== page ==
As an example of the process described above, let's put together a quick sketch of a story derived from the issue of "defying conventional belief systems." And let's set the story in the world of science, where objectivity is sometimes trumped by emotional investment in longstanding theories, leading to a lumbering inertia with regard to new ideas. (For real-world examples, one need look no further than the travails of Ludwig Boltzmann, who developed statistical mechanics, or the difficulties that Edward Witten is reported to have had in gaining acceptance of M Theory.)

And let's imagine that our main character is a theoretical physicist who has discovered a groundbreaking new way of modeling the fundamental forces in the universe—not quite a Theory of Everything, but a major step in that direction. And let's further assume that her discovery is supported quite strongly by the evidence and looks to be entirely valid.

To create the sketch of the story, we must first translate the issue into a course of action

To create the sketch of the story, we must first translate the issue into a course of action on the part of our main character, which in this case would simply involve her attempt to gain acceptance of her theory by the scientific community in the large. And to translate the course of action into an endeavor that the audience can judge as worthy or not, we must assign a how and why to her attempt. So, for the sake of simplicity, let's make her actions "by the academic book" and her motivations noble, stemming from a genuine desire to advance scientific knowledge rather than simply to make a name for herself.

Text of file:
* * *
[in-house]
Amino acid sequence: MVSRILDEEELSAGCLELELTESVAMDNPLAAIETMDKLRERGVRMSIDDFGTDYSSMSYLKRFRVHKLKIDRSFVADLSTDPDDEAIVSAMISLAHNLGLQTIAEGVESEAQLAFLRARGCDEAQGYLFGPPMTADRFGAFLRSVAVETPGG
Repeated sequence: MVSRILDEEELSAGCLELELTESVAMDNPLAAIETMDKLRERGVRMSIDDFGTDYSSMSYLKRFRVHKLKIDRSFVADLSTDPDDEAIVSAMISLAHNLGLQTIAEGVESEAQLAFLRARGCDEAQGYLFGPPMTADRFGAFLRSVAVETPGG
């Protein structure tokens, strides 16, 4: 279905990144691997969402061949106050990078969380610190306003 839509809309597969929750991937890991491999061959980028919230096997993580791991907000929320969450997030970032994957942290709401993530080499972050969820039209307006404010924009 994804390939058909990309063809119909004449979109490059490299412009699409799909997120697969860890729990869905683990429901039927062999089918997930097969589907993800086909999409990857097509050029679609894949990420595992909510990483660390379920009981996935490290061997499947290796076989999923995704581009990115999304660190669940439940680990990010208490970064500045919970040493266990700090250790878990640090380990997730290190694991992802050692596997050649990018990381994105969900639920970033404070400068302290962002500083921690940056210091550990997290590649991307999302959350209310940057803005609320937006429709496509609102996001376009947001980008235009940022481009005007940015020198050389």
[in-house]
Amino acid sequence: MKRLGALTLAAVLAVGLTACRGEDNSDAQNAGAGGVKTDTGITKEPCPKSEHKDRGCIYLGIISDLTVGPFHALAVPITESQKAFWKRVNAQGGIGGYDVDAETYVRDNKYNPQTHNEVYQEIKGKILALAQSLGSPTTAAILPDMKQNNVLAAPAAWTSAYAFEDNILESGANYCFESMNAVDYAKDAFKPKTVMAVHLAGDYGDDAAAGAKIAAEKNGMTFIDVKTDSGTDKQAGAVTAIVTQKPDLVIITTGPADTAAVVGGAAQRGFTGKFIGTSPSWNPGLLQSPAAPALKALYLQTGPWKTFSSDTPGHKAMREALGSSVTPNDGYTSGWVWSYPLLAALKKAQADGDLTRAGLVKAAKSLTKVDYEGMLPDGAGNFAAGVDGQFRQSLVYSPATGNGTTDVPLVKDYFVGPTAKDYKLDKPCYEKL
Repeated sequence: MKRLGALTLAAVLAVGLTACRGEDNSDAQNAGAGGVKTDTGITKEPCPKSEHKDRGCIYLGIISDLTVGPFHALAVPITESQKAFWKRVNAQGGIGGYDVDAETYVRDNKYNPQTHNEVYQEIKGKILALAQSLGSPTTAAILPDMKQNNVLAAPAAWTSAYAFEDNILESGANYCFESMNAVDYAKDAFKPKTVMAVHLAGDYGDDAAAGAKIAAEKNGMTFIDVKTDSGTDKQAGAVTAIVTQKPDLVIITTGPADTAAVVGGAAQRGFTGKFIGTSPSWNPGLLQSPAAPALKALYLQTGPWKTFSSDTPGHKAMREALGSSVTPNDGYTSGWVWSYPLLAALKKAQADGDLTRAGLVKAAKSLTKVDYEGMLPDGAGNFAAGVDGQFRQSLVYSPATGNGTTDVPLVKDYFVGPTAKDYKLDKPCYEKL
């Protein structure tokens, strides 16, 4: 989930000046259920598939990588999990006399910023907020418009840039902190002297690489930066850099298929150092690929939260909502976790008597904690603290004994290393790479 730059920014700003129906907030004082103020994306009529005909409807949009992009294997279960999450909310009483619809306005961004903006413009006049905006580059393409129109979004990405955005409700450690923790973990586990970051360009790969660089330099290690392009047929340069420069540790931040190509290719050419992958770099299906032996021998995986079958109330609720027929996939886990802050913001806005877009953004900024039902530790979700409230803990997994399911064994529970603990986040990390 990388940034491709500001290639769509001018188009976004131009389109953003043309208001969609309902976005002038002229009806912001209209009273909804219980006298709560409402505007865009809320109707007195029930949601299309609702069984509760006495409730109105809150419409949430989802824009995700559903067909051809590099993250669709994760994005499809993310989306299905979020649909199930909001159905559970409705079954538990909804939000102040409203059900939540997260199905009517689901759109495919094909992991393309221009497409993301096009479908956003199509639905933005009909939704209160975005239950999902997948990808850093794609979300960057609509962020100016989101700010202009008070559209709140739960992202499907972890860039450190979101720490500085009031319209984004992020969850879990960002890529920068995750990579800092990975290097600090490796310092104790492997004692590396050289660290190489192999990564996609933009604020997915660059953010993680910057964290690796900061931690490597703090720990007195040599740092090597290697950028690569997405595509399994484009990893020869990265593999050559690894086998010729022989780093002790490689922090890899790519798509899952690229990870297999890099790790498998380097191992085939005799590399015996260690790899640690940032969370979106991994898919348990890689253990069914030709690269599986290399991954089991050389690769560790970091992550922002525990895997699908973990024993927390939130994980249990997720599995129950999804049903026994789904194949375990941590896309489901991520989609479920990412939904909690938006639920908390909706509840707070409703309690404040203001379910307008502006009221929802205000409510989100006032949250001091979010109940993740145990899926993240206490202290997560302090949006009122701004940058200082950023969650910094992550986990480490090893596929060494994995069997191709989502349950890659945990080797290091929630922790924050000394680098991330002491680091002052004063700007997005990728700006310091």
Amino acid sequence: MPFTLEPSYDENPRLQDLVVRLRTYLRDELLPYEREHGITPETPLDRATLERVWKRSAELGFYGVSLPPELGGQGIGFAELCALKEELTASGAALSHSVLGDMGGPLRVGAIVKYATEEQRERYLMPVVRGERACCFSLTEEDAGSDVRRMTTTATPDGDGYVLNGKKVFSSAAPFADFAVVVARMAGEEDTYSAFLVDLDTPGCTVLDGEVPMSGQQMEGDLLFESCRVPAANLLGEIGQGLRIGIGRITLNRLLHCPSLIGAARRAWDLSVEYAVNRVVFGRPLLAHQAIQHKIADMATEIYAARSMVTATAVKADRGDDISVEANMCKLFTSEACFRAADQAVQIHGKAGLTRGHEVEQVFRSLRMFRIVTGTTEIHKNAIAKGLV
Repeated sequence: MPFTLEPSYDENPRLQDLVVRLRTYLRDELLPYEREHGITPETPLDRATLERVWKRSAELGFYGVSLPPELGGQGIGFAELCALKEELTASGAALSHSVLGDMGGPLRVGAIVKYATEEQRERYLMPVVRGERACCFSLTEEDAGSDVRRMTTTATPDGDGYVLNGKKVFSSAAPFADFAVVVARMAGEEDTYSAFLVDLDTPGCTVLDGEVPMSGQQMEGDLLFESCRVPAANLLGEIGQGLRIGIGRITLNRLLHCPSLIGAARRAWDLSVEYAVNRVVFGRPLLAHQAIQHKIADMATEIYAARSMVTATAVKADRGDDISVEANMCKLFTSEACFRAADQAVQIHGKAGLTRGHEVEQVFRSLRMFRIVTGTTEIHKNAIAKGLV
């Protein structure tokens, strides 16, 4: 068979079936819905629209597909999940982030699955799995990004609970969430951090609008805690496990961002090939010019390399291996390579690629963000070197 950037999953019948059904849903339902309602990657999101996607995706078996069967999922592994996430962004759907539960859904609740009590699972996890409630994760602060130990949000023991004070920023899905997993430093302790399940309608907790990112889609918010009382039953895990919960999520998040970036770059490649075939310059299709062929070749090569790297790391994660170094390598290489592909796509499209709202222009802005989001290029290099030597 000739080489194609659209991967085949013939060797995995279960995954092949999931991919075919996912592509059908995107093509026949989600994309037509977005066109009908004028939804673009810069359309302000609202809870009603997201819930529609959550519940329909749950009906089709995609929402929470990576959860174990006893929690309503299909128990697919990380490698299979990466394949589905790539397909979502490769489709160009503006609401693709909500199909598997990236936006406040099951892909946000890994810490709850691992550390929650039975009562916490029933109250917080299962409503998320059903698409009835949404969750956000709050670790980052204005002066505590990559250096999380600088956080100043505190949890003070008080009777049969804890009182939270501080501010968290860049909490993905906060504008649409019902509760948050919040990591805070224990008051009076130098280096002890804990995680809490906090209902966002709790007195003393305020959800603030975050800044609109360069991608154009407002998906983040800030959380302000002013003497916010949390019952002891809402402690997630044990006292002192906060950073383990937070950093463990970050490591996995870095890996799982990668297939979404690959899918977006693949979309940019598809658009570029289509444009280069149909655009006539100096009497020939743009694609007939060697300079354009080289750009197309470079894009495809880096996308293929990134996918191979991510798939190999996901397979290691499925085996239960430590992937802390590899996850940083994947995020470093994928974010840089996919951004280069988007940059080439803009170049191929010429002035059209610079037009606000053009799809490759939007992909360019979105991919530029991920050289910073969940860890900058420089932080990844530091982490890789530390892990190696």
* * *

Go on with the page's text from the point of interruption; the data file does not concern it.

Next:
So our main character is an intelligent and moral heroine whom the audience can root for to succeed. And the proposition of the story is likely to support the idea that her endeavor is advisable. (For a formal method of stating story propositions, see "Short Tour—Meta-adaptation.")

Our heroine will be challenged and opposed both personally and intellectually at every turn.

It is important to note here that our heroine's journey in the story does not merely involve her attempt to publicize her new idea. It involves doing so against the backdrop of a community whose denizens are likely to be heavily invested in the conventional ideas that are threatened by that idea and upon which many have based their careers. Consequently, she will be challenged at every turn and opposed personally as well as intellectually. But is also likely to be aided by personal and professional allies along the way.

The opposition may wear her down to the point of breaking.

The opposition may serve a grand purpose of forcing her to refine and develop the mathematics to defend her theory, but it may also wear her down to the point of breaking—as it appears to have done to Boltzmann, who committed suicide by hanging himself in 1906. And the audience will ride along on her journey to learn whether she succeeds or fails in the face of that opposition.

So here we have the rough sketch of a story about a physicist attempting to gain acceptance of a new scientific theory, and the story idea derives from an aphorism about fashionable belief.

Is the connection between these ideas tenuous? Perhaps. Does it matter? Not at all. The concepts presented in Discovering the Soul of Your Story are not about formulaic storytelling; they're about (in this case) establishing lines of questioning that can lead to purposeful riffing.

And for a writer, riffing is no crime.


For More Information

For details regarding these concepts and terms, see the Discovering the Soul of Your Story—Overview video and the glossary. For more articles like this, visit the Field Notes category.